This week April 7, 2018, we discuss what to consider when investing in a relative’s start up company. We analyze how to decide as a worker living abroad how much to invest in one’s host country versus one’s home country.
Finally, we look at developments for upstream master limited partnerships.
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Welcome to Money For The Rest Of Us Plus. This is the companion episode to Episode 199: What kind of money is it? In today’s episode, we discuss a member whose 25 year old niece has asked that he and his wife invest in her company. So, how do you decide when it comes to unsecured lending to family members? Another member is trying to decide how much to invest in his native India versus the US where he currently resides with his family. Then finally, a discussion on upstream master limited partnerships. Something we’ve not talked about very much at all.
Investing With Family Members
So, first, this potentially unsecured loan to a member’s niece. She’s 25 as I mentioned. She is planning to produce and sell natural skincare products over the internet as well as wholesale to brick and mortar stores. She says she needs to raise another $30,000 to complete things such as getting the website running, packaging and product fabrication and marketing. She’s offering to pay 7.75% interest on the loan and wants to repay it in a maximum of 10 years. The member writes, “$30,000 would represent roughly 1.6% of our overall investment portfolio. We’ve not asked to see a business plan and do not have insight into the businesses finances. If she needs the $30,000 to finish launch, I would suspect that the business does not have much of a cash cushion.” (I think that’s a really good assumption).
“We would not normally be inclined to extend this loan, but would like to look at it with an open mind and learn more about this sort of investing. Since you have had unsecured loans in your personal portfolio in the recent past and you still list investment and relative startup venture in one of your holdings, I wanted to ask you some questions.”
So, his questions are how do you choose between making an unsecured loan or an equity share, but let me step back regarding … Here’s how I would look at it. This is high risk. This is a startup and when I have made high risk, basically unsecured loans to family members, I assumed the money was gone. I assumed it was a gift and maybe we structure it as a loan or as equity, but I have always assumed the money was gone and I wouldn’t be repaid.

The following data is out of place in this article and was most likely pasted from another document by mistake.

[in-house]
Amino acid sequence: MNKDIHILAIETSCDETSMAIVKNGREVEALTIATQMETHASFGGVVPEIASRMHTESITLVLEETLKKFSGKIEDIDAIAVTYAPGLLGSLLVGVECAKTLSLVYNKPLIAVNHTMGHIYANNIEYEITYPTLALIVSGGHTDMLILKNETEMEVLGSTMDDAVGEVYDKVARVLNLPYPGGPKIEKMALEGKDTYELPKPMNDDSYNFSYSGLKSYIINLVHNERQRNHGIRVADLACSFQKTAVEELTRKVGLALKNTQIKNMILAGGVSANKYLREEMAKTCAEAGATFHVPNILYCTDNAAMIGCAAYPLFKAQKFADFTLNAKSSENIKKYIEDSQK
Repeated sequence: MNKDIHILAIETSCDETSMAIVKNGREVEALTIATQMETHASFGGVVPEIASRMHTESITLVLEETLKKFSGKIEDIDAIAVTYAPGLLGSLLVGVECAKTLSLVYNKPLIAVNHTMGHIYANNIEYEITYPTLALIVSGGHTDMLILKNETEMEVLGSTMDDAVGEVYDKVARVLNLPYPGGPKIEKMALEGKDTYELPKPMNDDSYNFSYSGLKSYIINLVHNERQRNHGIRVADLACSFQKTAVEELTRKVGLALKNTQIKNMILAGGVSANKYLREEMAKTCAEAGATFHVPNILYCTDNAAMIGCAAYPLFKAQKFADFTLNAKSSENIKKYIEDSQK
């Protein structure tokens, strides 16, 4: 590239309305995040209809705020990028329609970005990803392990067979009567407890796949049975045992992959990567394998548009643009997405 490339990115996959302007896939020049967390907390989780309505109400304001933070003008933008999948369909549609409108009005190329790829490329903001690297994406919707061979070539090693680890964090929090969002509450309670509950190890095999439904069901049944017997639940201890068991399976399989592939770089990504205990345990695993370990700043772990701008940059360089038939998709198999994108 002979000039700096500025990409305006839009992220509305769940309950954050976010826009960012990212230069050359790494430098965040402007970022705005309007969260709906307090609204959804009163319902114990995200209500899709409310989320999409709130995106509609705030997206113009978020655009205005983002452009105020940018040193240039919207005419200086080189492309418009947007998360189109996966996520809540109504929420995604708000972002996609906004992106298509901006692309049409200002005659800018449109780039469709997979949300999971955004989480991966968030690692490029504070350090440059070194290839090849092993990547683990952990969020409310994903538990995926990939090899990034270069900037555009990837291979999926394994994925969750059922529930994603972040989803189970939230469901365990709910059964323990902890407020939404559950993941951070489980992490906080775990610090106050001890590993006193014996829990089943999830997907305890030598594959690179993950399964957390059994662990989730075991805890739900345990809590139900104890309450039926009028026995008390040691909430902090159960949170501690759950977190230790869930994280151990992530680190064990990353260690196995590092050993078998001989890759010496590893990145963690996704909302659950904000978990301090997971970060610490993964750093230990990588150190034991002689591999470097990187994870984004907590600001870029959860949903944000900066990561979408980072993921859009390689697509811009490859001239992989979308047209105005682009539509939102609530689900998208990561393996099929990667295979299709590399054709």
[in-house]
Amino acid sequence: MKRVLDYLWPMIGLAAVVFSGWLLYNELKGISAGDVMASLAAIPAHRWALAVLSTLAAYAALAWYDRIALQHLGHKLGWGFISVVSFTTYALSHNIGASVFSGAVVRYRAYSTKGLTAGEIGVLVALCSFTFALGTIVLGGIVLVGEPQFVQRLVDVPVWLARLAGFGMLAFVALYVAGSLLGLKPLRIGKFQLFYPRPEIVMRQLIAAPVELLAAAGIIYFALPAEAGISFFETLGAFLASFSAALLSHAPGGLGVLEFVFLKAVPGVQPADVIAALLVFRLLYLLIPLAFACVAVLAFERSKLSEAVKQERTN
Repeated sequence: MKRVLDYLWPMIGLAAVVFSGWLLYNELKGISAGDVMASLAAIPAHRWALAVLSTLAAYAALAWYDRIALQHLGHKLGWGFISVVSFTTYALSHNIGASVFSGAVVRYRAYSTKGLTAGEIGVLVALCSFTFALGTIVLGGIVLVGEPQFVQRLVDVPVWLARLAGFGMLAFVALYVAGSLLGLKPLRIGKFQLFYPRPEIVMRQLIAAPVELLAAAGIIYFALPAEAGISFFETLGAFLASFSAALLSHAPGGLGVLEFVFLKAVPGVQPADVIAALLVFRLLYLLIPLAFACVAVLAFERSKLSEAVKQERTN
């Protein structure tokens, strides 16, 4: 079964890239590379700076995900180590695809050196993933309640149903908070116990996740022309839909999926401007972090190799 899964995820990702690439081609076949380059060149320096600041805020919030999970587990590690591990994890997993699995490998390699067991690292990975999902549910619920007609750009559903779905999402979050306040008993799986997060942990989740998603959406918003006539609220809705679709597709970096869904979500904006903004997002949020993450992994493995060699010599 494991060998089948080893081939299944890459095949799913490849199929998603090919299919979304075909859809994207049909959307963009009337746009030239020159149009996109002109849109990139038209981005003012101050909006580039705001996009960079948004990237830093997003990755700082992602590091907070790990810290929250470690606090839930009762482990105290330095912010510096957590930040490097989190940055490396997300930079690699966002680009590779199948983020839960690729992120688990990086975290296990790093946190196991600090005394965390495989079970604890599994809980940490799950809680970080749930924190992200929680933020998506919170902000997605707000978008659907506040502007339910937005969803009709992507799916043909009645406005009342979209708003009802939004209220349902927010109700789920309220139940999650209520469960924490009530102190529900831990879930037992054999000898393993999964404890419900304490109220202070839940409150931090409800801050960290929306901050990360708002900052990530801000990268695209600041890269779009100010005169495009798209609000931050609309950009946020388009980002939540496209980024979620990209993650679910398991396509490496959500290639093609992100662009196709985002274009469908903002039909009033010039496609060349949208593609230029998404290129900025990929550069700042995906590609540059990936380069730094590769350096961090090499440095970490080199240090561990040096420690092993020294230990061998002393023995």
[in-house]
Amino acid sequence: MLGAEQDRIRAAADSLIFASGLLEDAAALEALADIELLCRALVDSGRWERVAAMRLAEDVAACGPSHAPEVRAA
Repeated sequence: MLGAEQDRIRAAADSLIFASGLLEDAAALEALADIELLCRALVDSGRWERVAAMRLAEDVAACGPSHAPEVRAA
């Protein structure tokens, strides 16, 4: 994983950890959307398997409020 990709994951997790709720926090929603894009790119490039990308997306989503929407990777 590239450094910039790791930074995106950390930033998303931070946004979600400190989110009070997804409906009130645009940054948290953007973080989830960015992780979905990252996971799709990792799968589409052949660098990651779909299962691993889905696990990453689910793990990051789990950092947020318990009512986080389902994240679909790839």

So, I’ve roughly invested let’s say $35,000 at one point. That was a level and an amount that I was comfortable doing. When I have lent money to family members that didn’t have an estate per say, I haven’t done any paperwork which is one of his questions. What type of agreement? I didn’t do an agreement. Here’s some money. This is our term. For the equity investment that I did, there was I’m a member of I guess of an LLC. There’s an operating agreement and I’m a limited partne. So, I made the investment. So, there’s some documentation there. So, I know I have ownership, but it was high risk and investing is high risk and it allowed me to just sort of separate it out and not worry about it. So, I think in this situation when your question is should it be set up as a loan or equity. I think it should be set up as equity in this case because this is an equity like investment.
If it fails, the money is gone anyway whether it’s equity or a loan. So you might as well potentially participate in the upside if it goes very well. If you want to participate, I would do it as equity so that you have actual ownership so you can benefit from the upside. With a loan, there is no upside. There’s just the interest rate and if it defaults, then it’s not secured by anything. So, the unsecured lending I’ve done is more to be of help and in fact, one family member I recently wrote off the entire loan this past year and just because I just no longer felt comfortable collecting interest on it. So, that’s how I think you would have to approach it.